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Purdue Agriculture Communication photo/Tom Campbell
Hard Science

Scientists May Have Found a Way to Extend Milk’s Shelf Life by 7 Weeks

Regular pasteurized milk usually lasts two to three weeks, but it's all about to change with the new technique development by a team of researchers.

Charmaine CaparasJuly 27th 2016
News
Purdue Agriculture Communication photo/Tom Campbell

Milk is a staple in almost everyone’s refrigerator. Unfortunately, the all-important partner to your morning cereal has a shelf life of about two weeks. This could be changing, though. Scientists report that they are developing a new method that can keep milk fresh for up to nine weeks.

Think of all the trips to the store you’ll avoid.

Things Are Heating Up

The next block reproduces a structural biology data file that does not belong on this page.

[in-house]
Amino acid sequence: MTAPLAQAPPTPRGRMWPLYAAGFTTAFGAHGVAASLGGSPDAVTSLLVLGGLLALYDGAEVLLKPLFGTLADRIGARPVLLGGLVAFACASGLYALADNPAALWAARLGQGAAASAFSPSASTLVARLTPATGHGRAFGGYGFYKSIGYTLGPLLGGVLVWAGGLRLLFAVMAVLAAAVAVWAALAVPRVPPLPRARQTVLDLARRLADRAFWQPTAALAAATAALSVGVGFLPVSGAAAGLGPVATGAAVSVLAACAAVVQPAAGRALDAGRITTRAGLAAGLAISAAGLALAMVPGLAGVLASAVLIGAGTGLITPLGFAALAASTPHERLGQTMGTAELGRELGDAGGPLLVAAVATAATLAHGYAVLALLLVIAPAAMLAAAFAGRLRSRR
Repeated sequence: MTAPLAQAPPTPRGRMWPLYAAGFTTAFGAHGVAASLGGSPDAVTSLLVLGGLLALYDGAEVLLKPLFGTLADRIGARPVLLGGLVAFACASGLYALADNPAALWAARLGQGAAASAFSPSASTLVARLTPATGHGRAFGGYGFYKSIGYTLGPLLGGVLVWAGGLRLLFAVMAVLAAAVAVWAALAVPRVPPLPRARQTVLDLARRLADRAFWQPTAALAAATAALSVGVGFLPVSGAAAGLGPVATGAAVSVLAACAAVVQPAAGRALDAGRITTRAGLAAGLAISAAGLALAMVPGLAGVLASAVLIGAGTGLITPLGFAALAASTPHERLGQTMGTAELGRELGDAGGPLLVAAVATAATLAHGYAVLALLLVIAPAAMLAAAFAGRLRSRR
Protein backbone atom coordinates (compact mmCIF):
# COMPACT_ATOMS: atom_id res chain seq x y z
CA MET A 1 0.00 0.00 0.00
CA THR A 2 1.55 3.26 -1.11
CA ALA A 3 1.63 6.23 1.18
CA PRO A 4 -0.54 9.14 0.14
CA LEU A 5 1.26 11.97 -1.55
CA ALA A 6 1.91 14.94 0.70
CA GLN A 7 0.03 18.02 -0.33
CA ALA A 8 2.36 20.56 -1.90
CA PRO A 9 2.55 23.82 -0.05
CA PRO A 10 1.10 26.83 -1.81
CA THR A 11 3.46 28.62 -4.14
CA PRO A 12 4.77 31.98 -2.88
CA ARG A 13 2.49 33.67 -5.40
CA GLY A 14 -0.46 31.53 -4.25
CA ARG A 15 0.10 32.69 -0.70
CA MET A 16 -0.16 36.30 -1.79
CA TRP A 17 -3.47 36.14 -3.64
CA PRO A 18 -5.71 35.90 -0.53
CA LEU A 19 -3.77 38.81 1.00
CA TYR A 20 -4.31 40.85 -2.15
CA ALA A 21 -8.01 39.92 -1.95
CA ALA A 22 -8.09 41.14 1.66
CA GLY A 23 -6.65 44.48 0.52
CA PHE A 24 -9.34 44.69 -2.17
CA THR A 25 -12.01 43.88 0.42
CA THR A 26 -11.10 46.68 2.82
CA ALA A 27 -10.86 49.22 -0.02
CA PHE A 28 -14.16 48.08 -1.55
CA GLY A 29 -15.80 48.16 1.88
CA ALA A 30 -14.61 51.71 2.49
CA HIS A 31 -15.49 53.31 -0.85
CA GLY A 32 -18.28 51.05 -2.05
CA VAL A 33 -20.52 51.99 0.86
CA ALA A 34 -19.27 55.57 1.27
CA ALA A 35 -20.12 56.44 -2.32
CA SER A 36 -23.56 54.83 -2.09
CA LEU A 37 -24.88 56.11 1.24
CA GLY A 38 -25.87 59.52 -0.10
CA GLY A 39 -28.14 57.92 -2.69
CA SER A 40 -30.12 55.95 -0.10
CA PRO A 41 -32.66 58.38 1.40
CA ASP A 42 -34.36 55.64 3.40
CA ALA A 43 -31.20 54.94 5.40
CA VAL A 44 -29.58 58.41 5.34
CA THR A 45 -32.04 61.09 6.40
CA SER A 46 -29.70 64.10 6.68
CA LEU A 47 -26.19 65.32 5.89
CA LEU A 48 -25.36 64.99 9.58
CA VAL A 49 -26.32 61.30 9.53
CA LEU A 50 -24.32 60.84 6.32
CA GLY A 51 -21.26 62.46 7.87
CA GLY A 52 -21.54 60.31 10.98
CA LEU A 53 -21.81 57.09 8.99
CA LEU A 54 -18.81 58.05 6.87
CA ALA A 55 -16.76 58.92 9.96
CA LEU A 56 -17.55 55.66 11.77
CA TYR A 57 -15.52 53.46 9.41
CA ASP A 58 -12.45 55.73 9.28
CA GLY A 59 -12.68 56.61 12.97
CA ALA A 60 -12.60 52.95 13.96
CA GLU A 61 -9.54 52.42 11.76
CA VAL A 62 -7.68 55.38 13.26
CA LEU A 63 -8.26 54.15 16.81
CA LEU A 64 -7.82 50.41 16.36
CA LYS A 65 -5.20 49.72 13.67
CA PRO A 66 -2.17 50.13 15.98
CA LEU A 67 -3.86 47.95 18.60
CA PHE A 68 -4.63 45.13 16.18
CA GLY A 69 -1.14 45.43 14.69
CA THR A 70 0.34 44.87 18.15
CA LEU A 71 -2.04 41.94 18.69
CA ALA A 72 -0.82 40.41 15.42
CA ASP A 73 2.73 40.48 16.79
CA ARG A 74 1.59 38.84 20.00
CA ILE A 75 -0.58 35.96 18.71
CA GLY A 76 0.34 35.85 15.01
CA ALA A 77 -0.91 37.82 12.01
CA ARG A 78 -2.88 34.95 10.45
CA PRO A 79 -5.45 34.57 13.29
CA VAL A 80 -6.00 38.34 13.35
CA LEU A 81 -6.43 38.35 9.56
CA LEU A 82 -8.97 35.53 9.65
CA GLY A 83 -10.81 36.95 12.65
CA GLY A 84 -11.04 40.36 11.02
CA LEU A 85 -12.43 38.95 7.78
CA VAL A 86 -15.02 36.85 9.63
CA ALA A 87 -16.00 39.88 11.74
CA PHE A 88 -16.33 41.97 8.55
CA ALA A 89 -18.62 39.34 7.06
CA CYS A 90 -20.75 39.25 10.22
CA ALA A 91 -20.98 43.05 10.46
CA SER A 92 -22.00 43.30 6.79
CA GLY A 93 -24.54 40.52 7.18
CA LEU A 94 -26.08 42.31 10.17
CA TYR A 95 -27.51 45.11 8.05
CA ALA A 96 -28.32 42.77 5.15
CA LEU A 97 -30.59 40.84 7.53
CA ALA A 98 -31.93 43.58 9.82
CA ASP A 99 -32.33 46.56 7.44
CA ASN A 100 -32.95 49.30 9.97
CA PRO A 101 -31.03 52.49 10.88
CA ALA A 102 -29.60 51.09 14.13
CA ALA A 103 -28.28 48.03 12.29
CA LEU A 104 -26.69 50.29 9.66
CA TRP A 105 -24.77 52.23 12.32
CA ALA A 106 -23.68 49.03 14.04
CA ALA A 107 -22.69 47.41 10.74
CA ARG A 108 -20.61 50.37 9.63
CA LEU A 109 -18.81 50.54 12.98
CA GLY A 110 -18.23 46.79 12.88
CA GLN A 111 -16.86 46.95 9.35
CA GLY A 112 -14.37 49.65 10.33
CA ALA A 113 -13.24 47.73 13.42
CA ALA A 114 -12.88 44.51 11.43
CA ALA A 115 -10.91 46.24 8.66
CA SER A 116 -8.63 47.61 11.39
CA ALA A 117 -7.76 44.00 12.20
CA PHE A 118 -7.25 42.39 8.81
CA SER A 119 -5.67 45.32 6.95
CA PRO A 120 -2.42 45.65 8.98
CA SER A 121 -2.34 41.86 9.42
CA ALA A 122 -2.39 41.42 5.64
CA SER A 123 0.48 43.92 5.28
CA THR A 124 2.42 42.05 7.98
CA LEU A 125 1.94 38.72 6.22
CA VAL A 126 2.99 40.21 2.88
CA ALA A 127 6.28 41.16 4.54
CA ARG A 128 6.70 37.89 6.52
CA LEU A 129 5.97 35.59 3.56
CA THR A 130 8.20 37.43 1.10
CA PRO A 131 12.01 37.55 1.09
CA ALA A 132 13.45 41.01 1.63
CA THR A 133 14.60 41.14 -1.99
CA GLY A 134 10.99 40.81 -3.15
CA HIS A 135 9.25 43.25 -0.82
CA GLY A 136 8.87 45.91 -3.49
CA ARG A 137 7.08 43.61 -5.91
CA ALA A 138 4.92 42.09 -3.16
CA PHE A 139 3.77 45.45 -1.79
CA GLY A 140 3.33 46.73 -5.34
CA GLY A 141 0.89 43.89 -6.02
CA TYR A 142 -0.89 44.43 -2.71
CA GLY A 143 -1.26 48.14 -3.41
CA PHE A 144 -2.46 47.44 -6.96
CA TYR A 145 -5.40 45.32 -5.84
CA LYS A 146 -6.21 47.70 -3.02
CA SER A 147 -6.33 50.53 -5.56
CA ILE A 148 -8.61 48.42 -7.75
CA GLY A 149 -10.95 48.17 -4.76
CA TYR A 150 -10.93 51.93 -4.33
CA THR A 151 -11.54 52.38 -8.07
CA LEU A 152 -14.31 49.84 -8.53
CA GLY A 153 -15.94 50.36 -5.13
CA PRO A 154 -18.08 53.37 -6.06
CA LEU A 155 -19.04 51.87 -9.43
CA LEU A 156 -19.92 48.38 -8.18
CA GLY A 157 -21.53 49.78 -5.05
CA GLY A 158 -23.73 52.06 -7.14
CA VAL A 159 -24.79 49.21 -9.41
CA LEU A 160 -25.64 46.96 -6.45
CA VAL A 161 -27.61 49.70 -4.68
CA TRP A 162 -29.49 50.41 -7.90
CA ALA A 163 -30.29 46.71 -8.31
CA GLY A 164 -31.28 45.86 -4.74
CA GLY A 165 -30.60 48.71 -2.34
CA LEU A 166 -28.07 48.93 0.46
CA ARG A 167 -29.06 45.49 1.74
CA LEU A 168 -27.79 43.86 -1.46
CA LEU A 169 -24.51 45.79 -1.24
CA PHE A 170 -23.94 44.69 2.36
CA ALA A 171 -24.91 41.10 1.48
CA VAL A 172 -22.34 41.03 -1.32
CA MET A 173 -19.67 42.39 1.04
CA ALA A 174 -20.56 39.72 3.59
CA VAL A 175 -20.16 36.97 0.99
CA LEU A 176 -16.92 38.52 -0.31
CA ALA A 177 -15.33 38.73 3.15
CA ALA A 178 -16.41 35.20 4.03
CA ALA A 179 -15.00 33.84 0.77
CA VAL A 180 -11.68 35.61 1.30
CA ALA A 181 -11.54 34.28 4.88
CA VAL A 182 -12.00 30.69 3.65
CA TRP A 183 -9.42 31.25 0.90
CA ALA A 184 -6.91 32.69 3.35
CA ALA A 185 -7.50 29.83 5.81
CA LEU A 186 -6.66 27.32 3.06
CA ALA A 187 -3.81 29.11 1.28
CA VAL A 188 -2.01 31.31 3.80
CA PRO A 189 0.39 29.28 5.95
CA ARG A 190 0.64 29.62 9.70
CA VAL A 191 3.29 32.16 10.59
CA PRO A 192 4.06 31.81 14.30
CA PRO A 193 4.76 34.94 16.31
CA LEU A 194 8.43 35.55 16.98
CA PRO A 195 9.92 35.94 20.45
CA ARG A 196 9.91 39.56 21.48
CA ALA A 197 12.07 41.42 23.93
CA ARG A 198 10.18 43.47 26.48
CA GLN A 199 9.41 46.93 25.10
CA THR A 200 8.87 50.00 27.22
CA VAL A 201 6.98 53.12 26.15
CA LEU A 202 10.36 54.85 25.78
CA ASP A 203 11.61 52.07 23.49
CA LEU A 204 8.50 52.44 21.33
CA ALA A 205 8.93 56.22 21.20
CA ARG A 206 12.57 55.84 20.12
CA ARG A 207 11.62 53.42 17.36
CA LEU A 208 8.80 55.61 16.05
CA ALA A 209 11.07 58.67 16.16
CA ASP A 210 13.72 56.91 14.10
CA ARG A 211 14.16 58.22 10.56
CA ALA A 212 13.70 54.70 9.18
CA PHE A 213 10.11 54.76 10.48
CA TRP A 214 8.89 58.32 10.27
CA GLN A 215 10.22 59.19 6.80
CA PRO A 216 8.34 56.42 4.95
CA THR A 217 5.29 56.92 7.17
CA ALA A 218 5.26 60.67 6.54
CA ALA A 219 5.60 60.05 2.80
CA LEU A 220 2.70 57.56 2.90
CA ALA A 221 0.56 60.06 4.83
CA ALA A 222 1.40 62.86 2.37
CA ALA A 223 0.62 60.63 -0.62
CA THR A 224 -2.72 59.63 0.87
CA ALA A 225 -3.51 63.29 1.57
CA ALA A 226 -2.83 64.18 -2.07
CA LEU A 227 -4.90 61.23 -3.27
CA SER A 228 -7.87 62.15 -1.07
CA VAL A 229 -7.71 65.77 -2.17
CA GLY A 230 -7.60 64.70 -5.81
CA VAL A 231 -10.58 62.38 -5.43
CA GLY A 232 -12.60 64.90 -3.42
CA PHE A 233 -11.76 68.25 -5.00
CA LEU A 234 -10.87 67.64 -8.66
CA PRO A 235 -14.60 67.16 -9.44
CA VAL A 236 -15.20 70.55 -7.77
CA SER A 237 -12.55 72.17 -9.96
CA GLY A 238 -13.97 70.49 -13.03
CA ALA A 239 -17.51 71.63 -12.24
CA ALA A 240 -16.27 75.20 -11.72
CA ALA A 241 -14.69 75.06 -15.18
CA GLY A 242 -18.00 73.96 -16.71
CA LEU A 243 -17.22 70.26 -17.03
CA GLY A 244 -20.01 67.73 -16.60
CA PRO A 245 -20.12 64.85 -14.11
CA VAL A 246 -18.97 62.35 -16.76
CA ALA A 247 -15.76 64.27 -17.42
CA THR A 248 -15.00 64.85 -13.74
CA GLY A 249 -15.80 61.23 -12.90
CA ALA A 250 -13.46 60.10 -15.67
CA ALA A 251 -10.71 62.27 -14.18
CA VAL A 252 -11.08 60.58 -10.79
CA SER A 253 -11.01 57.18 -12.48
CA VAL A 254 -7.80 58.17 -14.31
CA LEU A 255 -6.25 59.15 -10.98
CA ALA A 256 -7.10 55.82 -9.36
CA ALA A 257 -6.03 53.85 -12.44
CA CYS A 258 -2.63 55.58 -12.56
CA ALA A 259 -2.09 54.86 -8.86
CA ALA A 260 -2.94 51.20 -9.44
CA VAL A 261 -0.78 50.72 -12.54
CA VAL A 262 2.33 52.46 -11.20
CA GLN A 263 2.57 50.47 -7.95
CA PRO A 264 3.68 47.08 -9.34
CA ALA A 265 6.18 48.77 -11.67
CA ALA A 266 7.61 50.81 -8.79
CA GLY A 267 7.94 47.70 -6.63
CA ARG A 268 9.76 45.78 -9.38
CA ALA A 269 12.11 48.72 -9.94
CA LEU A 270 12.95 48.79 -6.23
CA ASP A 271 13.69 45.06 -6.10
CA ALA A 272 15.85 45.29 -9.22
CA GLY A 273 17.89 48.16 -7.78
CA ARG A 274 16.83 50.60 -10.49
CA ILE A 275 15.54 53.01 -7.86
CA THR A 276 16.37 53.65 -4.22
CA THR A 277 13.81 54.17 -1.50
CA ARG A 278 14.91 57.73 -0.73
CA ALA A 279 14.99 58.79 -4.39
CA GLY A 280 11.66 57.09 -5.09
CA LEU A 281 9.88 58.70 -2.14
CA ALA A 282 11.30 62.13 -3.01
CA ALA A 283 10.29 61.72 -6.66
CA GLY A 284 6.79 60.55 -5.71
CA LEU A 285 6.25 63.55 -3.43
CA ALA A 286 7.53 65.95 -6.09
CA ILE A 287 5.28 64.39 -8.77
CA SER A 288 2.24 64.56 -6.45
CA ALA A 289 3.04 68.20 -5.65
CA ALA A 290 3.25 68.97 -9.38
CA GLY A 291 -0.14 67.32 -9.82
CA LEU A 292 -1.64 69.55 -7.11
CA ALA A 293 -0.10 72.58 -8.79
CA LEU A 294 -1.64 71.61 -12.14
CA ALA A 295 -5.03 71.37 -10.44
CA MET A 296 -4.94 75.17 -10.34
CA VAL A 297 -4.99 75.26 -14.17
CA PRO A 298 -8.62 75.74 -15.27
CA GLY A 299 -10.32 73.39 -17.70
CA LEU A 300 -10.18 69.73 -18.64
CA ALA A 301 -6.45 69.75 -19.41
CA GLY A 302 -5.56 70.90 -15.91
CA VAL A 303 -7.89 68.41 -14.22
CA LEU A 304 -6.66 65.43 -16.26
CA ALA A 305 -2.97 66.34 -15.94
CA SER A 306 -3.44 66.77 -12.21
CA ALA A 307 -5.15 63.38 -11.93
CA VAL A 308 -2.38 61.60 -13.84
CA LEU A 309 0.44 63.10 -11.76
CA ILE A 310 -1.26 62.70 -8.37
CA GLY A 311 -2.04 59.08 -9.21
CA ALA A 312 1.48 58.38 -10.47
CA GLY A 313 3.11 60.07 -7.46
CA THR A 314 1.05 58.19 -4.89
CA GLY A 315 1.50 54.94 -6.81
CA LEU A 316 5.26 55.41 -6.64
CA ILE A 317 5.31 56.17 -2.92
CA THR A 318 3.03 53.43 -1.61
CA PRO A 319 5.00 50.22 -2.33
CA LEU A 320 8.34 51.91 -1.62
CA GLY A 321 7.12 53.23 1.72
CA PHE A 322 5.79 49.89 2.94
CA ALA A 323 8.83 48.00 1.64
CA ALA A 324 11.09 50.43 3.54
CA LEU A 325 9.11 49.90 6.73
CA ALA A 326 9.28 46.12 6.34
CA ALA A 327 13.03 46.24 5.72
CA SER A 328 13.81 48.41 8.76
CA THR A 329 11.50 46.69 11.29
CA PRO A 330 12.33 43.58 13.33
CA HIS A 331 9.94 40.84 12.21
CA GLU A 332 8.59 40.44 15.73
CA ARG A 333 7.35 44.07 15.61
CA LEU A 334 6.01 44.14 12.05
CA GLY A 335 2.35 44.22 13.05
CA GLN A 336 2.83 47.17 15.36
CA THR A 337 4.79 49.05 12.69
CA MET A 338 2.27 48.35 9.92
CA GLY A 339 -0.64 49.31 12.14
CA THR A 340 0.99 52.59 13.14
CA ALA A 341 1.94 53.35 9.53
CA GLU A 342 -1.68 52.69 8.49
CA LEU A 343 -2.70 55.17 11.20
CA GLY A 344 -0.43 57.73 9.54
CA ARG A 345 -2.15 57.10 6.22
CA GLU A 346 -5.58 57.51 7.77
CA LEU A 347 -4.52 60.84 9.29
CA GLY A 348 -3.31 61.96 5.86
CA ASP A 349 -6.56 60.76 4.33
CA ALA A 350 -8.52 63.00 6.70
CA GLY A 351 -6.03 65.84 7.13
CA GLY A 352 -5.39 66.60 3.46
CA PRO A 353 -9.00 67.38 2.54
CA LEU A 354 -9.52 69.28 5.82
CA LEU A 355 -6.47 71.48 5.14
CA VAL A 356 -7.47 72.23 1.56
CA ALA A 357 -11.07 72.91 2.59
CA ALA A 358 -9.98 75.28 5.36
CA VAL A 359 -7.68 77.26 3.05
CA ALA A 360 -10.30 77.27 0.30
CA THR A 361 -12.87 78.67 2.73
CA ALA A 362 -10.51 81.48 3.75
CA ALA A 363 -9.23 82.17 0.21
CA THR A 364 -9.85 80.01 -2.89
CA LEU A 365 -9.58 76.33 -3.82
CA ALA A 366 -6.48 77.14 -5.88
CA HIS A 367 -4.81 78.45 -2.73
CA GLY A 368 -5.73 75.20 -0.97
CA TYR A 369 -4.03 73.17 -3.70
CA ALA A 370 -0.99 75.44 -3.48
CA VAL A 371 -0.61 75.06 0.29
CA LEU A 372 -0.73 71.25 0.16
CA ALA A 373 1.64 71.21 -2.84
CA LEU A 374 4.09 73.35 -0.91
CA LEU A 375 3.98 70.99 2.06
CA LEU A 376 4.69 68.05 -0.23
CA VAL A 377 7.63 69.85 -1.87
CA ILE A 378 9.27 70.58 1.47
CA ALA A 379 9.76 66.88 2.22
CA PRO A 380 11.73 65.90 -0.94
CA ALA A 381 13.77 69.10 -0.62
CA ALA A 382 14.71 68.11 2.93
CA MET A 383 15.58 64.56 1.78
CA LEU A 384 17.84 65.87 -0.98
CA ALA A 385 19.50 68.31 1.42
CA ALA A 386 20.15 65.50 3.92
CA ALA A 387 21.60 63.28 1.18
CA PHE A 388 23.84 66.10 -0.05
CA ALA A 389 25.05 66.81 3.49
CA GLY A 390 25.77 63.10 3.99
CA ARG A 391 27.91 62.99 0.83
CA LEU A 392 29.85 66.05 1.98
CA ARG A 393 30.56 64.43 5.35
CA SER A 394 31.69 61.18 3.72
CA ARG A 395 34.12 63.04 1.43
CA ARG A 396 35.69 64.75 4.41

Researchers at Purdue University in Indiana and the University of Tennessee increased milk’s temperature by 10 degrees Celsius for one second during the pasteurization process. The increase in temperature added up to seven weeks to the usual lifespan of refrigerated, pasteurized milk.

The new process removes more than 99 percent of bacteria left behind after pasteurization. Lead researcher Bruce Applegate says the treatment takes out most of the bacteria and whatever survives takes much longer to multiply and won’t really damage the quality of the milk.

Image source: BBC
Image source: BBC

Same Milk, Longer Life

Scientists treated the milk by adding small droplets of pasteurized milk through a pressurized, heated chamber to quickly warm the liquid by 10 degrees Celsius and then cool it down again. The new process did not alter the color, aroma, taste, or aftertaste of the pasteurized milk.

According to the researchers, they are still perfecting the method, but are confident it can be scaled up easily. The team is also planning to test the process on raw, unpasteurized milk to see what the effects are. If successful, this new technique could cut down on food waste and allow milk to be transported over longer distances.

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